The Niyodo River is one of the three major rivers of Shikoku, which also include the Shimanto River and Yoshino River. It rises in the mountains of central Shikoku, running southeastward through the Kōchi and flowing into the Pacific at Tosa city. There are many things to see and do along the river.
The Niyodo River
This long river is known as one of the purist and clearest in Japan, and its clean water gives it a beautiful turquoise blue colour. The local people take care to ensure that it stays this way.
One of the evocative sights along the Niyodogawa are the ‘chinkabashi’, simple, flat-topped concrete bridges without balustrades, built at riverbank level. These are fully submerged when the river is in full spate, and their small profile is designed to enable the bridge to withstand any amount of floodwater. Warnings are painted on them urging you not to jump off into the river. These signs conveniently indicate the best places for jumping. If you do jump, be sure to prepare adequately for the shock of plunging into cold water. People die every year, mostly from heart attacks.
The quiet roads beside the Niyodo River are ideal for cycling, and at the Qraud facility beside the river, you can hire bicycles. You can also hire canoes and rafts for a trip down the river itself. Along the river there are pleasant eateries serving local food and sake.
The Nakatsu Gorge
A short way up the tributary of the Niyodo River is the Nakatsu Gorge, a natural paradise of boulders and dramatic waterfalls, linked with an easily-walked path and bridges. Interesting birds dive for fish in the translucent pools between the cascades. The clear, blue water churns between the huge boulders that fill the bottom of the gorge. As the path climbs gently upwards, you pass through narrow passages and tunnels between the rocks. Everything sheltered is coated in ancient moss.
Towards the top of the gorge, the path is steeper and the sound of falling water becomes more intense. Several bridges lead into a couloir with a spectacular waterfall that pours in numerous streams into pools at different levels. The spray thrown up creates rainbows in the sunbeams that penetrate into the cavernous space. Leaves drifting down from above complete a magical scene.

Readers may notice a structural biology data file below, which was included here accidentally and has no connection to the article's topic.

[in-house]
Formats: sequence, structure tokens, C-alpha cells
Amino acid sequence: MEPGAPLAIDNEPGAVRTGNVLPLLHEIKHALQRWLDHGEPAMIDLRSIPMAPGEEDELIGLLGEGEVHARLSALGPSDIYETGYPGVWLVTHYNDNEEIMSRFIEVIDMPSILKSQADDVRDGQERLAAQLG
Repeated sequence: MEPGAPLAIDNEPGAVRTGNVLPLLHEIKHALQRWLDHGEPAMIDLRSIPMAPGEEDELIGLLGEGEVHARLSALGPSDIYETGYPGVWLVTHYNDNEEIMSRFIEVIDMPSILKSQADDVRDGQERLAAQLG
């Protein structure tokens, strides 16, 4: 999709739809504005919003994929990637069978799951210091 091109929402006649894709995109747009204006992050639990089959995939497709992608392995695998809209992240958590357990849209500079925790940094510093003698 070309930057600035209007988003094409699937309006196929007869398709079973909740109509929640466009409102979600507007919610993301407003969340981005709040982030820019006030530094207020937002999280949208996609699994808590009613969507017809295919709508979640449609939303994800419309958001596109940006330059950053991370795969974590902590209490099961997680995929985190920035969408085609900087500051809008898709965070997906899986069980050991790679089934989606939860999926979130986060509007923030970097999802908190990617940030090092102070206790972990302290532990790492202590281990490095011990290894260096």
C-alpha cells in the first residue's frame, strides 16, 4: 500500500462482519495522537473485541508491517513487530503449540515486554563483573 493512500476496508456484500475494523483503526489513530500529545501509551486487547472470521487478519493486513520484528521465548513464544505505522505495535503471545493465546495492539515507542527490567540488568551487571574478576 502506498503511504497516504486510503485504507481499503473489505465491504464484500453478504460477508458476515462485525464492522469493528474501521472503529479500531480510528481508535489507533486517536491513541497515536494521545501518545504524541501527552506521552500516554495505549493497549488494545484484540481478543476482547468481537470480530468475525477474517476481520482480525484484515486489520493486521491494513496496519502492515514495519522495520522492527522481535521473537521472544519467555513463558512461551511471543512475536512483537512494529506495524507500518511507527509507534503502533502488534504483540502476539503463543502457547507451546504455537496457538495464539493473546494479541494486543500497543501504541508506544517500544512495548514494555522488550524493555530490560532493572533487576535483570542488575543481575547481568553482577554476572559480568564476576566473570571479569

The Ino-cho Paper Museum
The Tosa domain is said to have learned paper-making from the next-door domain of Iyo to the north. Traditionally, Japanese paper called ‘washi’ was made using the bark of the paper mulberry and a paste derived from a type of vine. In the Edo period, Tosa washi gained renown when sets of paper in seven colours were presented to the Shogun. In the Meiji period, Yoshii Genta laid the foundation for the development of the paper industry by developing fine tissue paper which extended the many applications of paper.
The Ino-cho Paper Museum located on the Niyodo River comprises a museum, a workshop, an exhibition space, and a shop selling a surprising range of beautiful articles made from paper. The museum covers both the history of paper-making in Kōchi, and the processes used to make it. The process is very laborious and it requires finely constructed equipment, all of which is presented in attractive displays that are testament to Japanese manufacturing skills passed down through the ages.
In the workshop, you can see craftspeople making washi paper the traditional way. For a small fee, you can try your hand at making washi postcards under the patient guidance of an expert. There’s a feeling of immense satisfaction in gradually converting sloppy pulp into crisp, flat sheets of paper using a sequence of controlled movements that engage the whole body. The work has an almost meditative quality.
The town of Sakawa is located on a southern tributary of the Niyodo River and to the east of Kōchi city. This little town has many points of interest, including Kōchi’s oldest brewery, Tsukasabotan, and buildings dating back to the Edo and Meiji periods. There’s a very fine samurai residence with an elegant garden next to the home of a powerful merchant, and a European-style wooden building that served as a police station.
Before touring the town, it’s interesting to visit the Local Industry Centre which serves as a tourist information centre. On the second floor there are wooden models of all the main buildings of Sakawa, meticulously crafted by a retired gentleman of the town. They’re accurate even down to the last tatami mat, and the roofs can be lifted off to see all of the details within. The volunteer guides offer a wealth of information about the town and region.
There used to be several breweries in Sakawa, thanks to the abundant water and rice of the region, but they gradually amalgamated into Tsukasabotan, the only brewery that remains today. Tsukasabotan features a remarkable long storehouse where the sake is kept in tanks. In the old days, the tanks were made of wood, but in 1955 when the brewery decided to use taller metal tanks, the entire storehouse was cranked up so that a new concrete footing could be added underneath the walls. When you see the size of the building, you’ll appreciate what an elaborate task it must have been. The brewery has a very attractive shop where you can try the products and purchase sake and souvenirs.
Up the hill behind the brewery is a beautiful Zen temple, Seigen-ji, with greenery that changes with the seasons.
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